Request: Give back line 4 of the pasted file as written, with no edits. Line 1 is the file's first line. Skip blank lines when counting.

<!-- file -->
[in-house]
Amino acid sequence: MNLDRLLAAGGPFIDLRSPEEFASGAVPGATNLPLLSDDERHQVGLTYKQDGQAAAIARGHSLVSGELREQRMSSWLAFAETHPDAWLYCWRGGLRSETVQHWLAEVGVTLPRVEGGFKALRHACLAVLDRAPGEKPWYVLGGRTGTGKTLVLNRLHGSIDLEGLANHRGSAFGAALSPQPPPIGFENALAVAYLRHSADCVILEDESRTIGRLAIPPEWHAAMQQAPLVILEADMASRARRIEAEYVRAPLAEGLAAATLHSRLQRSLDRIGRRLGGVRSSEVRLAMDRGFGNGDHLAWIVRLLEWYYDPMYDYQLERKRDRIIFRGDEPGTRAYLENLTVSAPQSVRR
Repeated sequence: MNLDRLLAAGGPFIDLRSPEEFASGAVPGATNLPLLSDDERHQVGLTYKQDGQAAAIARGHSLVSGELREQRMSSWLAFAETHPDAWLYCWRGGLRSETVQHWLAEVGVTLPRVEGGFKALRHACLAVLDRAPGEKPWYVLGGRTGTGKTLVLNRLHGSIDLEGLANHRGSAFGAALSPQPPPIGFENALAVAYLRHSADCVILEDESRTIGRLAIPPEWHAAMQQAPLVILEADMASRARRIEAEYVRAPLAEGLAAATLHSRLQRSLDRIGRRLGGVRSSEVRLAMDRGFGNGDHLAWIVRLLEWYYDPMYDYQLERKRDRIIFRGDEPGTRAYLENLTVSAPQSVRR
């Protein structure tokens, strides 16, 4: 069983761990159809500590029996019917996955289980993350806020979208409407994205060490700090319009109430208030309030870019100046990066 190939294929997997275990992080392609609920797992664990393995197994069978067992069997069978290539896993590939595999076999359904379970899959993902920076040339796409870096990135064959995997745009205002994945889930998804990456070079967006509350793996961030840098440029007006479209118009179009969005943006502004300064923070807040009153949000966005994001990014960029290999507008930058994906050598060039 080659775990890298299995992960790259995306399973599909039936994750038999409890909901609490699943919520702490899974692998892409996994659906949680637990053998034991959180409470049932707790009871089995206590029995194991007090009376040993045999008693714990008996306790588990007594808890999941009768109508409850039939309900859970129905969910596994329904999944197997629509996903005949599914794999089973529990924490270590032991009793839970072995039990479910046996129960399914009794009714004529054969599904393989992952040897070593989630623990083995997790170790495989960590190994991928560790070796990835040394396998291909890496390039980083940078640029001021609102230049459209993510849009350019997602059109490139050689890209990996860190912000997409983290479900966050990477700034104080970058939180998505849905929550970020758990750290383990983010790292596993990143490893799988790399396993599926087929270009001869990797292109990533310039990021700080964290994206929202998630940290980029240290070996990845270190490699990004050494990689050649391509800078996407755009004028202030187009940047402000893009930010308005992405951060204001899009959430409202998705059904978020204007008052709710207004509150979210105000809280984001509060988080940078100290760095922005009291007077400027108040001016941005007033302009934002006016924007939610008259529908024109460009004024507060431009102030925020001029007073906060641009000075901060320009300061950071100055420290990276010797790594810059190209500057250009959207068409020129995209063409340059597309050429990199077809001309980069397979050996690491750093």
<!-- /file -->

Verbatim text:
């Protein structure tokens, strides 16, 4: 069983761990159809500590029996019917996955289980993350806020979208409407994205060490700090319009109430208030309030870019100046990066 190939294929997997275990992080392609609920797992664990393995197994069978067992069997069978290539896993590939595999076999359904379970899959993902920076040339796409870096990135064959995997745009205002994945889930998804990456070079967006509350793996961030840098440029007006479209118009179009969005943006502004300064923070807040009153949000966005994001990014960029290999507008930058994906050598060039 080659775990890298299995992960790259995306399973599909039936994750038999409890909901609490699943919520702490899974692998892409996994659906949680637990053998034991959180409470049932707790009871089995206590029995194991007090009376040993045999008693714990008996306790588990007594808890999941009768109508409850039939309900859970129905969910596994329904999944197997629509996903005949599914794999089973529990924490270590032991009793839970072995039990479910046996129960399914009794009714004529054969599904393989992952040897070593989630623990083995997790170790495989960590190994991928560790070796990835040394396998291909890496390039980083940078640029001021609102230049459209993510849009350019997602059109490139050689890209990996860190912000997409983290479900966050990477700034104080970058939180998505849905929550970020758990750290383990983010790292596993990143490893799988790399396993599926087929270009001869990797292109990533310039990021700080964290994206929202998630940290980029240290070996990845270190490699990004050494990689050649391509800078996407755009004028202030187009940047402000893009930010308005992405951060204001899009959430409202998705059904978020204007008052709710207004509150979210105000809280984001509060988080940078100290760095922005009291007077400027108040001016941005007033302009934002006016924007939610008259529908024109460009004024507060431009102030925020001029007073906060641009000075901060320009300061950071100055420290990276010797790594810059190209500057250009959207068409020129995209063409340059597309050429990199077809001309980069397979050996690491750093």